Those of you who listened to last week’s Women’s Outlook show will remember that we were visited by Tasha from the Avon Coalition Against Big Biofuels. She talked about plans for new biomass power stations at Avonmouth. There was day of action yesterday, and it seems to have got the attention of the city’s Elected Mayor. Here is George Ferguson writing to the Chancellor of the Exchequer to add his voice to the campaign. Tasha and George are quite right. While it is perfectly possible for a biomass plant to class as renewable energy, one that relies on importing wood cut from rain forests in South East Asia is another matter entirely. George says in his letter, “Bristol has loudly and very clearly said ‘no’ to these developments, yet the UK Government has chosen to override our local decision-making process.” I’ll be interested to see what sort of response this personal intervention gets, and I’ll try to get Tasha back on the show so we can discuss the issues in more detail.
Talking of mayors, you may remember me waxing lyrical about Bristol Lord Mayors. We have had some good ones during my time in local radio. Two years ago we had Peter Main, the city’s first gay Lord Mayor. Last year the Council appointed Faruk Choudhury who is the city’s first Muslim Lord Mayor. I’ve met both of them as part of the work I have done for Out Stories Bristol and local radio, and they are lovely people.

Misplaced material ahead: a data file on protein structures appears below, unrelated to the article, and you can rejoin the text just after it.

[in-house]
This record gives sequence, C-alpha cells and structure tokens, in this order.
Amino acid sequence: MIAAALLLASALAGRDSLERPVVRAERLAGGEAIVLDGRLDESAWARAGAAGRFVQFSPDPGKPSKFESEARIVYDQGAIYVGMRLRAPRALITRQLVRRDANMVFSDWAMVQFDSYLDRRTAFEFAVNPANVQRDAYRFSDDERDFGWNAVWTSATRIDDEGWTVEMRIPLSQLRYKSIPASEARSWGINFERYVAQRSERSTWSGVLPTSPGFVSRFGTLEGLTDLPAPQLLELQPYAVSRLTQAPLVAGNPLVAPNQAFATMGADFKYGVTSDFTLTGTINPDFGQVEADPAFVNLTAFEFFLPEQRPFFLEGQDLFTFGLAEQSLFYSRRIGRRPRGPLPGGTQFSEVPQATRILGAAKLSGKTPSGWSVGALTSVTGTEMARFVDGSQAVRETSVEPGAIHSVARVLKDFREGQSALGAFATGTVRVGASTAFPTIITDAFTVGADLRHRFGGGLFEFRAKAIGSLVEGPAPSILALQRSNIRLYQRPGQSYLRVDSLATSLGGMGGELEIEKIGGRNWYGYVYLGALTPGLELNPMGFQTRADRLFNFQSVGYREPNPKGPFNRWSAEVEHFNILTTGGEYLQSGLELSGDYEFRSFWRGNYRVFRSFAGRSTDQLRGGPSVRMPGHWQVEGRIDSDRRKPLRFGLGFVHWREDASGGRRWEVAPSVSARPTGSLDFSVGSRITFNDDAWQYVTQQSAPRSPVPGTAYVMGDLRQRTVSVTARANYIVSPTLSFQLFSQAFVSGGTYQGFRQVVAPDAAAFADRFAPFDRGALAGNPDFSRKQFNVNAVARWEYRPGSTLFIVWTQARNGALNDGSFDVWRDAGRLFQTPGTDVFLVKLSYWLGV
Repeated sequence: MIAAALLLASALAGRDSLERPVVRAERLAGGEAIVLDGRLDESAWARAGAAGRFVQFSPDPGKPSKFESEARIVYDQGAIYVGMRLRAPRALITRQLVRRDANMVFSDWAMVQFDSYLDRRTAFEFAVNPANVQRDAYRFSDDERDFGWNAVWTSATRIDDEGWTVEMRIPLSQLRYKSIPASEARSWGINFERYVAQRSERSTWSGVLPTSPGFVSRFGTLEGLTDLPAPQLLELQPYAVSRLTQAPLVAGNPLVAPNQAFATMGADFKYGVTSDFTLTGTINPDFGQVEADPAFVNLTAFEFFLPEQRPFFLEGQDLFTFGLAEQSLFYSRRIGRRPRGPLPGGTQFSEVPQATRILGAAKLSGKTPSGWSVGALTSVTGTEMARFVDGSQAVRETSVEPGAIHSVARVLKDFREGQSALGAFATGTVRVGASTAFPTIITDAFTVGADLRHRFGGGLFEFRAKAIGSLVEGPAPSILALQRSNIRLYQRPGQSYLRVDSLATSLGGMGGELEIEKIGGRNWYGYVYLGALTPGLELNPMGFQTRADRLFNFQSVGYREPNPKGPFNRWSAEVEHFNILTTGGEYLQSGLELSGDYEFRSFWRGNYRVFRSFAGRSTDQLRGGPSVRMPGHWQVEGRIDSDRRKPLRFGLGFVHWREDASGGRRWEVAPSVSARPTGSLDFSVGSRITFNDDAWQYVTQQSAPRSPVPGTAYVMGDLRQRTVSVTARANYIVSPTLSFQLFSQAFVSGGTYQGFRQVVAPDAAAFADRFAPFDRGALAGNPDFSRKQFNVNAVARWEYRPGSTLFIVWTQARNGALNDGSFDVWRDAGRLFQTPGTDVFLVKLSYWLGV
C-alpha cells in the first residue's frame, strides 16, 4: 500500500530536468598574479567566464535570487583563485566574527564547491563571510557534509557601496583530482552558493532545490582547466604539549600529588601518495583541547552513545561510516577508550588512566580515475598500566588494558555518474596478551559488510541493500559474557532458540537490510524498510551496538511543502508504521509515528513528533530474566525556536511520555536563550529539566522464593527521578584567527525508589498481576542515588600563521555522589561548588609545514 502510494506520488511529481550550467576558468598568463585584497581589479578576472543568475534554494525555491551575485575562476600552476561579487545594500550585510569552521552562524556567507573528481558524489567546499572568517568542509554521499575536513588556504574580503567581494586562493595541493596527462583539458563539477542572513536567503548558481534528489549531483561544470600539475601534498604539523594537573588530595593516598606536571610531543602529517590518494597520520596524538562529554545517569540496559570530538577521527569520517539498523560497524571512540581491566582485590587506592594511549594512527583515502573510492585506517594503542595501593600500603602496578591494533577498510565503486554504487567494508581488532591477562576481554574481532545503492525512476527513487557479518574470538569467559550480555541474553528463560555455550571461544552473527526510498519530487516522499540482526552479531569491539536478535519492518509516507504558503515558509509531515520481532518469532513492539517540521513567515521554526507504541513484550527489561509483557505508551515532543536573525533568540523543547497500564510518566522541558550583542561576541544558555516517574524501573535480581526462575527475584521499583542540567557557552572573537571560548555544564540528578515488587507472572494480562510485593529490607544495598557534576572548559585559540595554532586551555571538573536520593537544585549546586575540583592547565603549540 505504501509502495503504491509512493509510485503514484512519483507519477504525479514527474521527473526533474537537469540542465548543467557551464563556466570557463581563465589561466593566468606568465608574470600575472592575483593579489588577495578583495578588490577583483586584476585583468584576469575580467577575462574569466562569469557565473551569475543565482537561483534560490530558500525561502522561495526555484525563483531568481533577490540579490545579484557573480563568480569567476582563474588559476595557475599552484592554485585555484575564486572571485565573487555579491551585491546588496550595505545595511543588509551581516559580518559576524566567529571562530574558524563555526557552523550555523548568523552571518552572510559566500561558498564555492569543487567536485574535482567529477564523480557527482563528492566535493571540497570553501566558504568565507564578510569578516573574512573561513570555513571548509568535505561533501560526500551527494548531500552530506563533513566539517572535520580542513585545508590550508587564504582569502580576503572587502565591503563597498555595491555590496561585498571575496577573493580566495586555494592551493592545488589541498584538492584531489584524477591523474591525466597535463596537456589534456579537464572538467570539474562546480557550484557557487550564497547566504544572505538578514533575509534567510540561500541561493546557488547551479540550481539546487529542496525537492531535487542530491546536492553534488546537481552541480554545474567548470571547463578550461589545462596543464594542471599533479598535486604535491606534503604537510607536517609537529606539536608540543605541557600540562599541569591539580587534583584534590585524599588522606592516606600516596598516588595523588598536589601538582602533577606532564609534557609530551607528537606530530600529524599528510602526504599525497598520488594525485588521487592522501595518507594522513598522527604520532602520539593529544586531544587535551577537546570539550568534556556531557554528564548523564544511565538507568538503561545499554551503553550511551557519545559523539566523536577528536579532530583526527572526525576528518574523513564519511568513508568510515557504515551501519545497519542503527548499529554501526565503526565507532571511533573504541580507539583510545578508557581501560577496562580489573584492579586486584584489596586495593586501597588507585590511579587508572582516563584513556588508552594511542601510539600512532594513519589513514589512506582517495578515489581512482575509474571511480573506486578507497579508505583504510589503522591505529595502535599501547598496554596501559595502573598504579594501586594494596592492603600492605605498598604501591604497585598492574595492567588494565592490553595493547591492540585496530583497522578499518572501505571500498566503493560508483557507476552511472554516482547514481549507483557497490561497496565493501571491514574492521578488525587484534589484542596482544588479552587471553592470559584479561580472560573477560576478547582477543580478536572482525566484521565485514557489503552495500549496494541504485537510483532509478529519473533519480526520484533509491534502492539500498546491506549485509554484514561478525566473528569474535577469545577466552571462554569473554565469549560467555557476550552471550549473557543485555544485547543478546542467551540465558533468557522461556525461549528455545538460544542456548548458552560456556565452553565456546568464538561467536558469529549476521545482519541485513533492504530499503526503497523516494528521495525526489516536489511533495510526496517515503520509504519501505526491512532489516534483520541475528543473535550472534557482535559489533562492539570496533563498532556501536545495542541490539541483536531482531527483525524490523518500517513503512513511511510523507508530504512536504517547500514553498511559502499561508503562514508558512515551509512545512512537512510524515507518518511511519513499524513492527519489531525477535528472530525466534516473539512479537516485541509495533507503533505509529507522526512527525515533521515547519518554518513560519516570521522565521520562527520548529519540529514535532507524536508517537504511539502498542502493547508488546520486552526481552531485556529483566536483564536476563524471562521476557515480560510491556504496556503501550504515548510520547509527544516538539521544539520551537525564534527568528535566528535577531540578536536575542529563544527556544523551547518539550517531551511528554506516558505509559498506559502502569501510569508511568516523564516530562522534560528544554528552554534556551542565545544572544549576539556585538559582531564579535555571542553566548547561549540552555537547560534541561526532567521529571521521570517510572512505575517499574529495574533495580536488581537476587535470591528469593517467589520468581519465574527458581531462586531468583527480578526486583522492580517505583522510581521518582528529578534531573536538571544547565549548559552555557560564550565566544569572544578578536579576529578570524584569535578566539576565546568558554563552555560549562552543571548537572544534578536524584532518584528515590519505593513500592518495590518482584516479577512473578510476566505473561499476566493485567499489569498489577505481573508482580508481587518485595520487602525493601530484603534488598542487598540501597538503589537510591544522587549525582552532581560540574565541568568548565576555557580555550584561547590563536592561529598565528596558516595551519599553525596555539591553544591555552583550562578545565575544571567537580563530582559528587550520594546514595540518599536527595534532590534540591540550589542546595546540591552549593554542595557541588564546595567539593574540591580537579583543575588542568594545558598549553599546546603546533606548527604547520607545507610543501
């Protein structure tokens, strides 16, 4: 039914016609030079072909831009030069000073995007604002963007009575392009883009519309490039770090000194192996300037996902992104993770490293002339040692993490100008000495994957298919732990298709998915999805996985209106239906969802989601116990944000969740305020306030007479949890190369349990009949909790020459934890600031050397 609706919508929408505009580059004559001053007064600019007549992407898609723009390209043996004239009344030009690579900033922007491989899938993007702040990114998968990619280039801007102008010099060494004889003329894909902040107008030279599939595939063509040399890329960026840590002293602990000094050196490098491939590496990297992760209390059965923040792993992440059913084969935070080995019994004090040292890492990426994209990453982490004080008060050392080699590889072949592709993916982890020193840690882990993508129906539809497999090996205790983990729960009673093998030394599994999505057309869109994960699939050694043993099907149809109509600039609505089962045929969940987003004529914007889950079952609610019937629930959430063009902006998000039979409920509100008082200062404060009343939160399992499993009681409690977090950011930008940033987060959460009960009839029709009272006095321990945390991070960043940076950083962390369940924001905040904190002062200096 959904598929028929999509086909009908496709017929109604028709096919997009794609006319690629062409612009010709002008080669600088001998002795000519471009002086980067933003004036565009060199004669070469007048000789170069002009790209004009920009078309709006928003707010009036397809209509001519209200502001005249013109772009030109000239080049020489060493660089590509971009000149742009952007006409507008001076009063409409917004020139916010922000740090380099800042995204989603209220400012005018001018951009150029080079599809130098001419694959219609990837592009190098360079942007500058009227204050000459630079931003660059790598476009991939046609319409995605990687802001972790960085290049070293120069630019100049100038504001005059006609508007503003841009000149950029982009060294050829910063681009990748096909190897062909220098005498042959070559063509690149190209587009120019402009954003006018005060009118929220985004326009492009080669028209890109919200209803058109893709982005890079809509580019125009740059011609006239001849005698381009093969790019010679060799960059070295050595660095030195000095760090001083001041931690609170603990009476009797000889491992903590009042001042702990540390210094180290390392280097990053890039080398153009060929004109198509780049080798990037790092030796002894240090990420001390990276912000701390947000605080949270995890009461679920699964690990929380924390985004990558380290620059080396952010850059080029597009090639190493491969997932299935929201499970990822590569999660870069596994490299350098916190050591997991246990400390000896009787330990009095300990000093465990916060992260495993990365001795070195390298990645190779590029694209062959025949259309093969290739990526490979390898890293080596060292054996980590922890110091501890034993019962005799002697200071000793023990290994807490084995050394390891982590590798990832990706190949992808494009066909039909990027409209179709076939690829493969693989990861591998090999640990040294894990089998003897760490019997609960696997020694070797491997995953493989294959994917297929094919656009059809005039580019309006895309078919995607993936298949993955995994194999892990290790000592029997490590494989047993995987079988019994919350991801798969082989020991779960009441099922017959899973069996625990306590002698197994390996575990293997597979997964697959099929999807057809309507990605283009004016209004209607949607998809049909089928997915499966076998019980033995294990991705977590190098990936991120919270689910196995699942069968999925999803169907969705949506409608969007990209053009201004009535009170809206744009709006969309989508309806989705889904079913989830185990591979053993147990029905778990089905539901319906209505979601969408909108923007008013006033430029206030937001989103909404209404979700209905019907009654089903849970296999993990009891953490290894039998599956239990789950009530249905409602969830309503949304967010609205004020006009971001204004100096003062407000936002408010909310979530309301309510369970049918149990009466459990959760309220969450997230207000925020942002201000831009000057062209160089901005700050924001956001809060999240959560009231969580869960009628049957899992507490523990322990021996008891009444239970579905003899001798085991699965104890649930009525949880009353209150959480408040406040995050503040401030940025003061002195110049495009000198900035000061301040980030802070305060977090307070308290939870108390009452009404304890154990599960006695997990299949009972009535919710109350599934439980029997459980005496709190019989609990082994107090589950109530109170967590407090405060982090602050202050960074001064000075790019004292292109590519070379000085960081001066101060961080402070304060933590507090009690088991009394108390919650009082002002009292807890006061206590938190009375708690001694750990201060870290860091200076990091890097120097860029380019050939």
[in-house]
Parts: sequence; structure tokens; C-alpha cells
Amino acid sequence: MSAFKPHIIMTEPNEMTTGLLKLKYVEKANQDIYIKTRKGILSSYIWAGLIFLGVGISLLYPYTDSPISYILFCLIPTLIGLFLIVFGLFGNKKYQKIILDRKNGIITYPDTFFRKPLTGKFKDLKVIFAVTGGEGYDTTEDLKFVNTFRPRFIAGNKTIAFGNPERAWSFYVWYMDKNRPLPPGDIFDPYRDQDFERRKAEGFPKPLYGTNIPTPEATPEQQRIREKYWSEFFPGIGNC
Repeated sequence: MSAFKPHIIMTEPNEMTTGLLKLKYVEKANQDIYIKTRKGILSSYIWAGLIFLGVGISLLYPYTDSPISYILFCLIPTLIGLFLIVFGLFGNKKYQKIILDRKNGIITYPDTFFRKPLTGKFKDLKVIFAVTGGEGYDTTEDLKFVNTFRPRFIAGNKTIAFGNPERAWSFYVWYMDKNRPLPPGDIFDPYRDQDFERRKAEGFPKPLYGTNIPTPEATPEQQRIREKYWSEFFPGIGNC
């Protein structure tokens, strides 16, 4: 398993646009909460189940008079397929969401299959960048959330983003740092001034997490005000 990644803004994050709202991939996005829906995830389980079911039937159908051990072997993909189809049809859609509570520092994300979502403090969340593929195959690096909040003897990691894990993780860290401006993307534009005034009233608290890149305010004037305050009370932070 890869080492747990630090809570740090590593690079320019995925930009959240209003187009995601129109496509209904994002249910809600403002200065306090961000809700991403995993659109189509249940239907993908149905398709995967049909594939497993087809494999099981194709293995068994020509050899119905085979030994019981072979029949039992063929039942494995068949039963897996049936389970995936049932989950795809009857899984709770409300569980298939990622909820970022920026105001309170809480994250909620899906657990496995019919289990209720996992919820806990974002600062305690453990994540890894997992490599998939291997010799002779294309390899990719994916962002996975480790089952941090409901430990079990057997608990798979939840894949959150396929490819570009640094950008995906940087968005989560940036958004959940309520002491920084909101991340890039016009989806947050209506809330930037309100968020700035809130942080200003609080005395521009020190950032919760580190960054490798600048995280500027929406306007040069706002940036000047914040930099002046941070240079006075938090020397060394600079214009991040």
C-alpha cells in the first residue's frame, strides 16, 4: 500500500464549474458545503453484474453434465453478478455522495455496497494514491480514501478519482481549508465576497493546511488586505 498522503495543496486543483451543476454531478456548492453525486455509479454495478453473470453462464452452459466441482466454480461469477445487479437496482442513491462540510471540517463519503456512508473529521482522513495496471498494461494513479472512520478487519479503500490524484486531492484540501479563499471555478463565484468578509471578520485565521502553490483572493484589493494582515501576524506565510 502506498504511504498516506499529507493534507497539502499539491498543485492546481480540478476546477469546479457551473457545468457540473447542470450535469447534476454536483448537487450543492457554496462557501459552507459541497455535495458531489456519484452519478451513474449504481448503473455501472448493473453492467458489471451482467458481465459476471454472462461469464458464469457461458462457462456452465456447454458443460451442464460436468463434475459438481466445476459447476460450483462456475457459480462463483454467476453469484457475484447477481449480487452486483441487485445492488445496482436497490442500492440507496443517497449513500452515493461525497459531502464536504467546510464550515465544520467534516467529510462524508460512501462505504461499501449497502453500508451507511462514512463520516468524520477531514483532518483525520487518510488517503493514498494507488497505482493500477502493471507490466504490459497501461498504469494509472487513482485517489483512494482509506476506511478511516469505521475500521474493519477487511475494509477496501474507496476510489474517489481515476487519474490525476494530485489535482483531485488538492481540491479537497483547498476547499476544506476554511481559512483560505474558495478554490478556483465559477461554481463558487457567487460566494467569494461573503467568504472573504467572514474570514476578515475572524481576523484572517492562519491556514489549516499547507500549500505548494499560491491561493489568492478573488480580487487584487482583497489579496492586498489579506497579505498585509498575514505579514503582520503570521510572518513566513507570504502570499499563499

While George was elected by popular vote, Lord Mayors are appointed by the City Council. The major parties take it in turns to put forward nominees, who are generally accepted unopposed. Peter was put forward by the Liberal Democrats, while Faruk came from the Labour group. It is almost time to appoint a new Lord Mayor, and the turn of the Conservatives to put someone forward. Their choice, Councillor Chris Windows, was known for his opposition to LGBT people. Most notoriously he tried to stop Sir Ian McKellen (yes, Gandalf) from visiting Bristol schools as part of Stonewall’s gay awareness campaign.
Understandably the local LGBT community was not best pleased. A petition was started. I didn’t think it had much chance, because there is a strong tradition that Lord Mayor candidates are unopposed. The fear is that if one party starts trying to interfere with another’s choices then their next choice will probably be opposed regardless of who it is, and the whole thing will descend into petty bickering.
On Friday, out of the blue, Cllr. Windows withdrew his candidacy. As per this BBC report, he blamed an “unpleasant and slanderous attack upon my character” by “a very vocal minority”, and said he was withdrawing to avoid further distress to his wife. It was a classic piece of victim politics, but one I was rather suspicious of because I know a lot of the people involved in the petition, and they are sweet and lovely folks.
Yesterday Daryn Carter, the Director of Bristol Pride, got his chance to put his side of the story in the local paper. While you can argue over whether slanderous things have been said forever, the key point in the story for me was this:
It has also emerged today that Bristol’s Labour councillors yesterday withdrew support for Mr Windows’ nomination.
Labour Chief Whip, Cllr Chris Jackson said: “We had initially believed that Cllr. Windows had genuinely learned after his offensive comments in the Council Chamber, but regrettably this does not seem to have been the case.”
There’s a lot more from the Labour councillors in the paper. So it seems that while Cllr. Windows and his family may indeed have been distressed by the campaign, he didn’t actually withdraw until he had already lost the support of a significant part of the City Council.
It so happens that we have a bunch of city councillors on Women’s Outlook this coming Wednesday. I may ask them a question or two.